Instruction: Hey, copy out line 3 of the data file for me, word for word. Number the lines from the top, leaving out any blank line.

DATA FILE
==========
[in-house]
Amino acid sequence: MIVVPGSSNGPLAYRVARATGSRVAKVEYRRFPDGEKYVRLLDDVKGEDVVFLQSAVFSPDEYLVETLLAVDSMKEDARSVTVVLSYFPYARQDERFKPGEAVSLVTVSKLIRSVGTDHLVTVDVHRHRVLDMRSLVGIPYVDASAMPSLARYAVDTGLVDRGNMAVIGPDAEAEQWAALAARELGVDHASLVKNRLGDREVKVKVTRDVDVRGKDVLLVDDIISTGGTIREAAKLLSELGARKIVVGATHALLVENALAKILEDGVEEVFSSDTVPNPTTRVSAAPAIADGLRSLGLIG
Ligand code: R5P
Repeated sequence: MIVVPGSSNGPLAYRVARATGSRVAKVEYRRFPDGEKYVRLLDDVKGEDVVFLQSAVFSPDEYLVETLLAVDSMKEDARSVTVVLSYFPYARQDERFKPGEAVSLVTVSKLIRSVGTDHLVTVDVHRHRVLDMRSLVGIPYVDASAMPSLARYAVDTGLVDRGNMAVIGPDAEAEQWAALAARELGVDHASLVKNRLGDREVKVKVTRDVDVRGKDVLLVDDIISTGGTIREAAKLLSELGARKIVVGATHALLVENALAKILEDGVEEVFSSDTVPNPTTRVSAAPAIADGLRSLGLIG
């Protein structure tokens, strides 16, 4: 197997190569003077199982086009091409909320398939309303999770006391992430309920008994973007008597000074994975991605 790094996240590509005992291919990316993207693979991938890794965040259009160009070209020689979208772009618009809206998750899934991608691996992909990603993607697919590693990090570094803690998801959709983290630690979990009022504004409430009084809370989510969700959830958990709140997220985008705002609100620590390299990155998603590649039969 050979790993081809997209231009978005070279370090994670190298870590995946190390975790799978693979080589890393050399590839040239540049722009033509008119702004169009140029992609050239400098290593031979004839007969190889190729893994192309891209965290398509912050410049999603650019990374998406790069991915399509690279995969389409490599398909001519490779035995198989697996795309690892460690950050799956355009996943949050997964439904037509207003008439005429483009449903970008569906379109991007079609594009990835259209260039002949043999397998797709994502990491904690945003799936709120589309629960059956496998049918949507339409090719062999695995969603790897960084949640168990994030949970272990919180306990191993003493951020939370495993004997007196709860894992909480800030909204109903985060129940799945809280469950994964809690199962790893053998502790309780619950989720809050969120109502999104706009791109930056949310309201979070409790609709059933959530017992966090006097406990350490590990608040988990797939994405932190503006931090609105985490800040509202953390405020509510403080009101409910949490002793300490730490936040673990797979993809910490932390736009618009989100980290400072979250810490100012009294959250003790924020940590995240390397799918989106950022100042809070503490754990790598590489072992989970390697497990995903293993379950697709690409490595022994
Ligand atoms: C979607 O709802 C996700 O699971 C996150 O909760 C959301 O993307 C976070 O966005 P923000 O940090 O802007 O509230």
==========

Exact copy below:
Ligand code: R5P